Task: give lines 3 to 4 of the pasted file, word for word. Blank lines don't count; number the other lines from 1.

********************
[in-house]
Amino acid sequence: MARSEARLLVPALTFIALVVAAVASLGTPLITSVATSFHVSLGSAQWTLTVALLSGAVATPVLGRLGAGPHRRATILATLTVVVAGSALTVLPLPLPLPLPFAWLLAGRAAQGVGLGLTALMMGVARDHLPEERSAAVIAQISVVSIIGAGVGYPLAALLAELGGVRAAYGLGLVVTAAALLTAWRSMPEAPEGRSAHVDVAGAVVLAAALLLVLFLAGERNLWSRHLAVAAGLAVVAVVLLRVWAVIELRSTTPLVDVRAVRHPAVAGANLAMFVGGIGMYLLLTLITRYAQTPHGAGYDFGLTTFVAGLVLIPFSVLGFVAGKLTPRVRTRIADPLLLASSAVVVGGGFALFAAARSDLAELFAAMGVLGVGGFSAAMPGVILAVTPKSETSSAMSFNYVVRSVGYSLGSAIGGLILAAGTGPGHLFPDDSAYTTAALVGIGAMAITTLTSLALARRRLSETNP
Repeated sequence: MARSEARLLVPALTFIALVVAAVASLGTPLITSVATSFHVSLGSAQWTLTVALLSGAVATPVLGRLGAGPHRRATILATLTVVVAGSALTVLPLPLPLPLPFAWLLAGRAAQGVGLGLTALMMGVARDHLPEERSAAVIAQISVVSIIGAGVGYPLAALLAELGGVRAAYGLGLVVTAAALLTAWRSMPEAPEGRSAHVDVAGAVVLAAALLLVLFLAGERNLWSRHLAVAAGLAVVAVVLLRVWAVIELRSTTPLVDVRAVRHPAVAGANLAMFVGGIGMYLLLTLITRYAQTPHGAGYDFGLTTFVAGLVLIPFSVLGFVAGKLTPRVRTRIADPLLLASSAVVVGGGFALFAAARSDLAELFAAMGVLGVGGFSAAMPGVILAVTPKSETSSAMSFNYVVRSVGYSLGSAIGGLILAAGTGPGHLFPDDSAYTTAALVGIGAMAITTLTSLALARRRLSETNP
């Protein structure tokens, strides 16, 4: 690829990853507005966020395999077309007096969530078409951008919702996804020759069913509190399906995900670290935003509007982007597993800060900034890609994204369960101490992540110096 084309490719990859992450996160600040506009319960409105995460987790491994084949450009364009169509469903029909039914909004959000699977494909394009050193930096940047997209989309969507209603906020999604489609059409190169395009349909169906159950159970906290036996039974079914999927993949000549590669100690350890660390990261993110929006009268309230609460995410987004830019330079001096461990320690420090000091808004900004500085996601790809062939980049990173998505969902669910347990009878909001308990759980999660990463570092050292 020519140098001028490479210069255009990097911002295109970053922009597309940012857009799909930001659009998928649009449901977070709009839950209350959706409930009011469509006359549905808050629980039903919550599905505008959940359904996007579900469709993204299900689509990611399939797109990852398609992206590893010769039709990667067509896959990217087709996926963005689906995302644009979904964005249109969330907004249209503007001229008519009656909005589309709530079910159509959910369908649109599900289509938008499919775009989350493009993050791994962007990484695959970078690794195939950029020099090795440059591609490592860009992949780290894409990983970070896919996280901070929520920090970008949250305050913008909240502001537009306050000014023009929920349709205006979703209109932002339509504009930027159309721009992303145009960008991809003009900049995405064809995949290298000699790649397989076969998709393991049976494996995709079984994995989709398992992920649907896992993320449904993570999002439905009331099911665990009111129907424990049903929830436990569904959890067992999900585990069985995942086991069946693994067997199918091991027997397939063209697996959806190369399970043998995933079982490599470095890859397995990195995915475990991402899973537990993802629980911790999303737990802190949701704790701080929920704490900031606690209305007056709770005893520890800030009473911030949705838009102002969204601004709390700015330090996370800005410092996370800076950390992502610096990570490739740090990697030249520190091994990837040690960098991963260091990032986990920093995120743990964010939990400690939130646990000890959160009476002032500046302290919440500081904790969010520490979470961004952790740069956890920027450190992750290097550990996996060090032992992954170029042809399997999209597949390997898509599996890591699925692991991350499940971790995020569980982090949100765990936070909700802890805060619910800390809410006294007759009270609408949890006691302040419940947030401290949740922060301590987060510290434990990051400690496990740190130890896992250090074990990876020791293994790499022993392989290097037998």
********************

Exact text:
Repeated sequence: MARSEARLLVPALTFIALVVAAVASLGTPLITSVATSFHVSLGSAQWTLTVALLSGAVATPVLGRLGAGPHRRATILATLTVVVAGSALTVLPLPLPLPLPFAWLLAGRAAQGVGLGLTALMMGVARDHLPEERSAAVIAQISVVSIIGAGVGYPLAALLAELGGVRAAYGLGLVVTAAALLTAWRSMPEAPEGRSAHVDVAGAVVLAAALLLVLFLAGERNLWSRHLAVAAGLAVVAVVLLRVWAVIELRSTTPLVDVRAVRHPAVAGANLAMFVGGIGMYLLLTLITRYAQTPHGAGYDFGLTTFVAGLVLIPFSVLGFVAGKLTPRVRTRIADPLLLASSAVVVGGGFALFAAARSDLAELFAAMGVLGVGGFSAAMPGVILAVTPKSETSSAMSFNYVVRSVGYSLGSAIGGLILAAGTGPGHLFPDDSAYTTAALVGIGAMAITTLTSLALARRRLSETNP
């Protein structure tokens, strides 16, 4: 690829990853507005966020395999077309007096969530078409951008919702996804020759069913509190399906995900670290935003509007982007597993800060900034890609994204369960101490992540110096 084309490719990859992450996160600040506009319960409105995460987790491994084949450009364009169509469903029909039914909004959000699977494909394009050193930096940047997209989309969507209603906020999604489609059409190169395009349909169906159950159970906290036996039974079914999927993949000549590669100690350890660390990261993110929006009268309230609460995410987004830019330079001096461990320690420090000091808004900004500085996601790809062939980049990173998505969902669910347990009878909001308990759980999660990463570092050292 020519140098001028490479210069255009990097911002295109970053922009597309940012857009799909930001659009998928649009449901977070709009839950209350959706409930009011469509006359549905808050629980039903919550599905505008959940359904996007579900469709993204299900689509990611399939797109990852398609992206590893010769039709990667067509896959990217087709996926963005689906995302644009979904964005249109969330907004249209503007001229008519009656909005589309709530079910159509959910369908649109599900289509938008499919775009989350493009993050791994962007990484695959970078690794195939950029020099090795440059591609490592860009992949780290894409990983970070896919996280901070929520920090970008949250305050913008909240502001537009306050000014023009929920349709205006979703209109932002339509504009930027159309721009992303145009960008991809003009900049995405064809995949290298000699790649397989076969998709393991049976494996995709079984994995989709398992992920649907896992993320449904993570999002439905009331099911665990009111129907424990049903929830436990569904959890067992999900585990069985995942086991069946693994067997199918091991027997397939063209697996959806190369399970043998995933079982490599470095890859397995990195995915475990991402899973537990993802629980911790999303737990802190949701704790701080929920704490900031606690209305007056709770005893520890800030009473911030949705838009102002969204601004709390700015330090996370800005410092996370800076950390992502610096990570490739740090990697030249520190091994990837040690960098991963260091990032986990920093995120743990964010939990400690939130646990000890959160009476002032500046302290919440500081904790969010520490979470961004952790740069956890920027450190992750290097550990996996060090032992992954170029042809399997999209597949390997898509599996890591699925692991991350499940971790995020569980982090949100765990936070909700802890805060619910800390809410006294007759009270609408949890006691302040419940947030401290949740922060301590987060510290434990990051400690496990740190130890896992250090074990990876020791293994790499022993392989290097037998």